The New York Times announced on Wednesday that it will begin charging frequent readers for access to its online articles on its website coming January 2011. Readers will be allotted a certain number of articles online per month for free, but will be charged a flat fee for unlimited access to The Times’ website once they have surpassed that number, according to a press release published by The Times on Wednesday.
Since this announcement, media analysts have been asking whether or not readers will actually pay for online subscriptions, or if The Times is destined to lose followers in favor of no cost news. I think it’s silly to even question if readers will pay for online subscriptions. Of course people will pay, and so they should. The question is not if readers will pay for The Times, but rather if other news organizations will follow.
As far as I – and the majority of news followers – are concerned, no other news publication can compare as far as quality and coverage to The Times, a reputation which has not faltered since the launch of its website, NYTimes.com, in the nineties. With the advent of online news, not only was The Times expected to maintain its printed issues’ reputation, but also to rise to the top in terms of publication speed and interactive content with its website. No surprise, The Times seems to have done so as it has become the most read online news source today. NYTimes.com attracts over 17 million readers per month in the United States, according to an article by Richard Pérez-Peña published in The Times on Thursday.
So how can anyone expect The Times to continue such superb news coverage without making enough revenue to cover the costs of its quality? To state the obvious, keeping up with the headlines of today costs money. There’s a price to pay for top-notch, around the clock reporters, photographers, and editors, not to mention the costs of travel fees, bodyguards, required technology … just to name a few expenses. Online advertising has not lived up to publications’ hopes, and so it was only a matter of time before The Times asked readers to pay for online subscription in some form.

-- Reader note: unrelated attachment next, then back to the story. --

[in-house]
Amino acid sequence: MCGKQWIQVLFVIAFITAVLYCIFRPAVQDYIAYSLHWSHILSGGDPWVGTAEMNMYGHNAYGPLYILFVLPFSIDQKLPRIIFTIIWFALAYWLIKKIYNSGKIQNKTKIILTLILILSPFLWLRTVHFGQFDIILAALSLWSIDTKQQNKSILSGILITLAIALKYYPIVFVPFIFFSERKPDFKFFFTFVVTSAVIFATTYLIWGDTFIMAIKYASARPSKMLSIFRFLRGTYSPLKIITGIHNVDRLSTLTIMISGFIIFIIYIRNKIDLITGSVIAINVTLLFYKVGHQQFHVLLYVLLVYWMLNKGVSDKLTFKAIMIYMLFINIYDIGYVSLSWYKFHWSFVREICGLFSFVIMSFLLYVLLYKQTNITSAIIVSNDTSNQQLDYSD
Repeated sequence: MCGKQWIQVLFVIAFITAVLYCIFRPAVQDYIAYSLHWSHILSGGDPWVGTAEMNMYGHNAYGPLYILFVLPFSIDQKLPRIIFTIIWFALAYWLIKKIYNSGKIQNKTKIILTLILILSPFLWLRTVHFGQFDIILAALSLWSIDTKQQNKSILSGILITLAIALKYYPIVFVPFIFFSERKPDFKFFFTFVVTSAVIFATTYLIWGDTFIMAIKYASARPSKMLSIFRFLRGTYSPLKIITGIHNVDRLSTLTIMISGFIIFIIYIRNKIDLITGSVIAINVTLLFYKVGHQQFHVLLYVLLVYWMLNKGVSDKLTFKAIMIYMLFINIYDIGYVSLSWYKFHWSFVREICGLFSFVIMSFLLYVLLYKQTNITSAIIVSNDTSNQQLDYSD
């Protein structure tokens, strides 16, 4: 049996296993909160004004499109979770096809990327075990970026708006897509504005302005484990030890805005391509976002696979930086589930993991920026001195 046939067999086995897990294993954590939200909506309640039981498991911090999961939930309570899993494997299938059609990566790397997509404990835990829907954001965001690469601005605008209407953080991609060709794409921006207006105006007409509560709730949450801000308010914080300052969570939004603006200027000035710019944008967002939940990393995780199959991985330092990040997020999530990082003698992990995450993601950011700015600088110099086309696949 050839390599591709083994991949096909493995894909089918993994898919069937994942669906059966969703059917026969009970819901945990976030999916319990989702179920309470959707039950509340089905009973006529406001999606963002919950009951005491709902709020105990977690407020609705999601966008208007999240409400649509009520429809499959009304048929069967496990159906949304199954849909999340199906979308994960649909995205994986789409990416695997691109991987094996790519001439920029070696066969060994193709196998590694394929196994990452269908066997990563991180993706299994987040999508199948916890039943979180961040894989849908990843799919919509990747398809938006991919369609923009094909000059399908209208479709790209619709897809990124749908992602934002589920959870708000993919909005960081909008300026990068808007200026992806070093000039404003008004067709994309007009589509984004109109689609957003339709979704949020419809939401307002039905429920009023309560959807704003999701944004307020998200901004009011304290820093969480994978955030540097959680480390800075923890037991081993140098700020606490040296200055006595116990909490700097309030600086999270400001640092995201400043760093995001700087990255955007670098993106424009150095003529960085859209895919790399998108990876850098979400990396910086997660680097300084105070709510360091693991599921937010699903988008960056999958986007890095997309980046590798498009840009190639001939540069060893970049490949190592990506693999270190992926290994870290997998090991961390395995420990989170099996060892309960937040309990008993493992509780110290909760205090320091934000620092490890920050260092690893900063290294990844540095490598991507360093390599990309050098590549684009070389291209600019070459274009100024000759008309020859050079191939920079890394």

Don’t get me wrong, I won’t be joyfully reaching for my credit card in 2011 as I fill out the payment tab at NYTimes.com. I’ll still be in college, and still on a college student budget. Not to mention the fact that The Times fails to offer any sort of student discount. But if I have to sacrifice my cinnamon sugar Einstein’s bagel fix for the most thorough and up to date report on what’s happening in Haiti, then farewell, my sugared breakfast friend.
As to how other major news sources will follow The Times‘ bold move, the answer relies mostly on the outcome of The Times’ payment system experiment. The success of The Times rests on whether or not it can retain its readers’ loyalty by providing a new website that a), offers enough free articles online to keep readers hooked, b), sets an affordable monthly rate for subscribers, and c), makes the transition from free access to paid easy to follow and glitch free. Should The Times prove victorious, then other publications are bound to try their hands at priced online access as well. And this is where things get sticky.
With its unmatched quality, The Times in all honesty lacks any real competition, and therefore can afford to take the necessary risks to turn a profit on online readership. But suppose The Boston Globe establishes some sort of payment system for its website. Why would readers have any reason to pay for The Globe online when they could just as easily switch over to an arguably comparable news website, like The Boston Herald’s bostonherald.com, for free?
In order for the competition to tread in The Times’ footsteps, revenues earned from online readership must outweigh readers lost to news sites that remain free. Granted, who’s to say there will be any free news sites left if The Times is successful? For all I know, The Times’ success might be so widespread that all major news publications require some form of payment for online articles. Only time will tell, which leaves us faithful readers to wait and wonder about the fate of our beloved NYTimes.com, and all other online news sources, until January 2011.
To read more about The Times’ announcement, click here.